Combined DFT and Microkinetic Investigation of CO2 Conversion Reaction Mechanisms and Addressing the Coking Problem: On Ni, Nib and Nib Based Single Atom Alloy Catalysts

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  • Type:
    Conference Presentation
  • Conference Type:
    AIChE Annual Meeting
  • Presentation Date:
    November 19, 2020
  • Duration:
    15 minutes
  • Skill Level:
    Intermediate
  • PDHs:
    0.30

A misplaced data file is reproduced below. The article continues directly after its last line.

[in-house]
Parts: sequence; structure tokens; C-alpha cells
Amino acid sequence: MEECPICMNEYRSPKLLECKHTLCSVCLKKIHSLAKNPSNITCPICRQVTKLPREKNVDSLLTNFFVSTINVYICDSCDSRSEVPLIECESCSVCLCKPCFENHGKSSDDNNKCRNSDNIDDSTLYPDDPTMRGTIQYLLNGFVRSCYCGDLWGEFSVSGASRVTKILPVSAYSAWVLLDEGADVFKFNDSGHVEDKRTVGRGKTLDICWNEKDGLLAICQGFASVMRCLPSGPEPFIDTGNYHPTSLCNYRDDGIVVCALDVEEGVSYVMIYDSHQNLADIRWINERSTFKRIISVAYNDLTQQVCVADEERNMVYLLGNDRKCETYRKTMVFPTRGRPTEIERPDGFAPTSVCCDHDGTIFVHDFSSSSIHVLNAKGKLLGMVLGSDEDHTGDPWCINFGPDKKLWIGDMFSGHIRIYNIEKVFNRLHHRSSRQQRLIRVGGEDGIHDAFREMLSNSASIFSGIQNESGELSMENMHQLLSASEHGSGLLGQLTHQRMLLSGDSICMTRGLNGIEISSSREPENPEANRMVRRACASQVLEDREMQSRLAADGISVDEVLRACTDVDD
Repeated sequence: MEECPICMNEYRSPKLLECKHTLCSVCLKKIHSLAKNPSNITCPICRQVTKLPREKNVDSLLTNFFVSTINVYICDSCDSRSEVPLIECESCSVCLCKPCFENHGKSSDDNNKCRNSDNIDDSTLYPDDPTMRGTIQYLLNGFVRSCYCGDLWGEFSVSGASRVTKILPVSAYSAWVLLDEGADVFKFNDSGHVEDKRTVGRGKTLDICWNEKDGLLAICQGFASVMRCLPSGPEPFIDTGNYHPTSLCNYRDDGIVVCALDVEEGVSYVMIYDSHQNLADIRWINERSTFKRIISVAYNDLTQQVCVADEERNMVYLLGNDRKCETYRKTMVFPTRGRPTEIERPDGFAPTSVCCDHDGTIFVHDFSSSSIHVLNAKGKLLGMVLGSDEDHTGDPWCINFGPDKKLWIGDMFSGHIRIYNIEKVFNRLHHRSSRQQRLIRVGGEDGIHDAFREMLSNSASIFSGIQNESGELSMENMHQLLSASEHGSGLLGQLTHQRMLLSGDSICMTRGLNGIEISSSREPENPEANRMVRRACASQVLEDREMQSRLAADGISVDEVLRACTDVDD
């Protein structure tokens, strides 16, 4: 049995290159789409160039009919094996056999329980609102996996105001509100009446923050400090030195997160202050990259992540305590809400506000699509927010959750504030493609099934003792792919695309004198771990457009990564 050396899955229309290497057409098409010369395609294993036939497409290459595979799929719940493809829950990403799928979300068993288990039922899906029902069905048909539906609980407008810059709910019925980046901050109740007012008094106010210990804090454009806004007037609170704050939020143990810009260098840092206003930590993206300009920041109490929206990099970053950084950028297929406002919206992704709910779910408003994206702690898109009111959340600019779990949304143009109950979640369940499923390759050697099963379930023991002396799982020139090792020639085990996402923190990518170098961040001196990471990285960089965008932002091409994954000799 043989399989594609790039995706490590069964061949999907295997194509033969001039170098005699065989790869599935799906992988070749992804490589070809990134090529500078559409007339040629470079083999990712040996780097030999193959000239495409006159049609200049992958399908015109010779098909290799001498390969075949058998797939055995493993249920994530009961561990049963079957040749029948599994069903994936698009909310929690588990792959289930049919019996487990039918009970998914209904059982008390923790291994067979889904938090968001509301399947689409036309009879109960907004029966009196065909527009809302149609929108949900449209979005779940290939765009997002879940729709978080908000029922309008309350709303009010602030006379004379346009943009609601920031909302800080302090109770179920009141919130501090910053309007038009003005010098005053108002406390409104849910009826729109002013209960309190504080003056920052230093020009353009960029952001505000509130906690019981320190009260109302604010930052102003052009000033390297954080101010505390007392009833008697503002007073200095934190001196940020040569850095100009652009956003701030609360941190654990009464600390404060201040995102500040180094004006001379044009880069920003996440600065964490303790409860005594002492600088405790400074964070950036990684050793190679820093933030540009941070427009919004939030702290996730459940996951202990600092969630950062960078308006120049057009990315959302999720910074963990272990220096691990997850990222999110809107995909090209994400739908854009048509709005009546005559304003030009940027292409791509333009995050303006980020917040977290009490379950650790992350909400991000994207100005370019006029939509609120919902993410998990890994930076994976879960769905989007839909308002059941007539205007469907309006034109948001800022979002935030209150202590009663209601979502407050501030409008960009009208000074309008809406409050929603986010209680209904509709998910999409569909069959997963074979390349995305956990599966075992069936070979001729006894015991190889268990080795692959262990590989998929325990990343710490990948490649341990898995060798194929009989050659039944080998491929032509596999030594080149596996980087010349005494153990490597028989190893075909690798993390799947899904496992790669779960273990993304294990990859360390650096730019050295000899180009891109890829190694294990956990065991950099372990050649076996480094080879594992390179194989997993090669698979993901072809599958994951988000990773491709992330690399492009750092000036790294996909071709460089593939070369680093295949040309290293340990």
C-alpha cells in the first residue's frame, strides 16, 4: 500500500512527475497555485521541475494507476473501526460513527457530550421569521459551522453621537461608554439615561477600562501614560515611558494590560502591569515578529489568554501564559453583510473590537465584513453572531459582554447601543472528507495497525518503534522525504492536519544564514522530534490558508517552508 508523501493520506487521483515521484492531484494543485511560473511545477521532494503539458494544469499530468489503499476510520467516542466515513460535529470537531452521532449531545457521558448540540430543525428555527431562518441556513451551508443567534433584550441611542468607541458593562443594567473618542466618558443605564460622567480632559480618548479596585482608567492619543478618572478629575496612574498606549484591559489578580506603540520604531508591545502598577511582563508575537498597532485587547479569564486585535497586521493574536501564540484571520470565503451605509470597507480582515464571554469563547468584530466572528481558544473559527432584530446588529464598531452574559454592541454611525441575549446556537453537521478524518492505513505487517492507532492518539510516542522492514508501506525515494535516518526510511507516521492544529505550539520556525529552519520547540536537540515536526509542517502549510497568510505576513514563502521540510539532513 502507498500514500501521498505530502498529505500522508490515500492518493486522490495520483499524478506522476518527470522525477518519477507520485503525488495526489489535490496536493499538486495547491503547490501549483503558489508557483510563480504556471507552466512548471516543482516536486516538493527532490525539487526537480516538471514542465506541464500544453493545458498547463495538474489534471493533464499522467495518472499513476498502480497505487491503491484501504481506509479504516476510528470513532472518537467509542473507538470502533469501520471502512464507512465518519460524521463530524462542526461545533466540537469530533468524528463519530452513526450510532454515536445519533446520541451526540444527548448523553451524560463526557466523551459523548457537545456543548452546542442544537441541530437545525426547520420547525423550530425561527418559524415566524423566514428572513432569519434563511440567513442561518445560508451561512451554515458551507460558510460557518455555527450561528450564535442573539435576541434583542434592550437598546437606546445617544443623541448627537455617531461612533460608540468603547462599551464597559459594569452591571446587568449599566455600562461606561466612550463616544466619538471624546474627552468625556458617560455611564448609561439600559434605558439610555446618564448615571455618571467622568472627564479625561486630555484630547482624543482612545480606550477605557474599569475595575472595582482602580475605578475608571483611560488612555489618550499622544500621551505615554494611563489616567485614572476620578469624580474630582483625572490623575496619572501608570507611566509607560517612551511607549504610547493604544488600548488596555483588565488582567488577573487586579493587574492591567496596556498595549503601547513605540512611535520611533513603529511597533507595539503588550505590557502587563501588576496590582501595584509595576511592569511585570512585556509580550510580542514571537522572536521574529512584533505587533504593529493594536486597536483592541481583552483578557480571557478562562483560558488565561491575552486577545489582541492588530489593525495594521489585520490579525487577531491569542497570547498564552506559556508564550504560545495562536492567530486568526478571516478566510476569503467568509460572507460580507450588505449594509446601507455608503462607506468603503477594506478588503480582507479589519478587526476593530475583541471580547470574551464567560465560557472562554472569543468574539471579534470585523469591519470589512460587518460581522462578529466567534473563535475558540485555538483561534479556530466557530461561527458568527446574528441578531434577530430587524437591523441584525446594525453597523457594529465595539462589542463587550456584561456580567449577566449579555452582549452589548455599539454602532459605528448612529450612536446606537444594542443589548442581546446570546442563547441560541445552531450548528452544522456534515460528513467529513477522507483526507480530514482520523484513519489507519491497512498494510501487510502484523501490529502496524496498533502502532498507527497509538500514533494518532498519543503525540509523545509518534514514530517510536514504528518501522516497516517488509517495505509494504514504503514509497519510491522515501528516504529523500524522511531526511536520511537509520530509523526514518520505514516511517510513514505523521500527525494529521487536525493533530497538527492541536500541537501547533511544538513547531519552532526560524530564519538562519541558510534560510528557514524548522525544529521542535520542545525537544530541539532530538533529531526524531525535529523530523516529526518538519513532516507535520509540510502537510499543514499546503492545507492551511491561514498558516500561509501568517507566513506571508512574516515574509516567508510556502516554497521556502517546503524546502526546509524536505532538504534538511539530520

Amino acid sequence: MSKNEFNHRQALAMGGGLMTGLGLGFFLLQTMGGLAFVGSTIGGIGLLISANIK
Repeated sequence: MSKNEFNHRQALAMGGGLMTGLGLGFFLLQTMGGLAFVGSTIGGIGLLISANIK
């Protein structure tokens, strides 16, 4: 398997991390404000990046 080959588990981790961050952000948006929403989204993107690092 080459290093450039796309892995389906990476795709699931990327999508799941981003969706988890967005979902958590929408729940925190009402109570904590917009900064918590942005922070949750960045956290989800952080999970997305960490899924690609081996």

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Catalytic conversion of CO2 to methane (via hydrogenation) and syngas (via dry reforming of methane, DRM) has significant importance in controlling global CO2 emissions. The widely employed nickel-based catalysts have limitations, and gaining fundamental mechanistic insights is pivotal in developing more active and coke resistant nickel-based catalysts. The present work combines Density functional theory (DFT) calculations (employing a benchmarked functional), together with microkinetic modeling, to provide mechanistic insights into CO2 methanation and DRM reactions. Employing a comprehensive reaction network of 46 elementary reactions, we studied the mechanistic differences for CO2 methanation on Ru and Ni surfaces. The dominant reaction pathways are CO2*→HCOO*→HCO*→CH*→CH2*→CH3*→CH4 and CO2*→CO*→COH*→C*→HC*→CH2*→CH3*→CH4 on Ni (111) and Ru (001) respectively. Even though the CO2 direct dissociation barrier is low on Ni, the reaction bypasses CO route and progresses via the formate route leading to CO poisoning. Conversely, the CO route is preferred on Ru. For DRM, we investigated boron-doped Ni (NiB) as a potential catalyst and compared the dominant pathway with that on Ni. The dominant reaction pathway is CO2*→CO*+O*; CH4→CH3*→CH2*→HC*→C*→CO* and CO2*→CO*+O*; CH4→CH3*→CH2*→CH2O*→CHO*→CO* on Ni (111) and NiB respectively. Boron doping alters the dominant reaction pathway (no C* intermediate) to kinetically hinder carbon formation. However, the CO2 activation barrier (124 kJ/mol) on NiB is high resulting in reduced conversion. The strategy is to modify NiB to reduce the CO2 activation barrier. Based on the ability to break C-O bond, we considered 15 single atom alloy’s (SAA) of NiB and performed a thorough computational screening and found that only 5 of them are thermodynamically stable. Nevertheless, the only candidate on which there is a significant reduction in CO2 activation barrier (68 kJ/mol) is Mn-SAA. Thus, we believe that Mn-SAA of NiB can be a potential catalyst that can prevent deactivation without compromising the catalytic activity for the DRM process.
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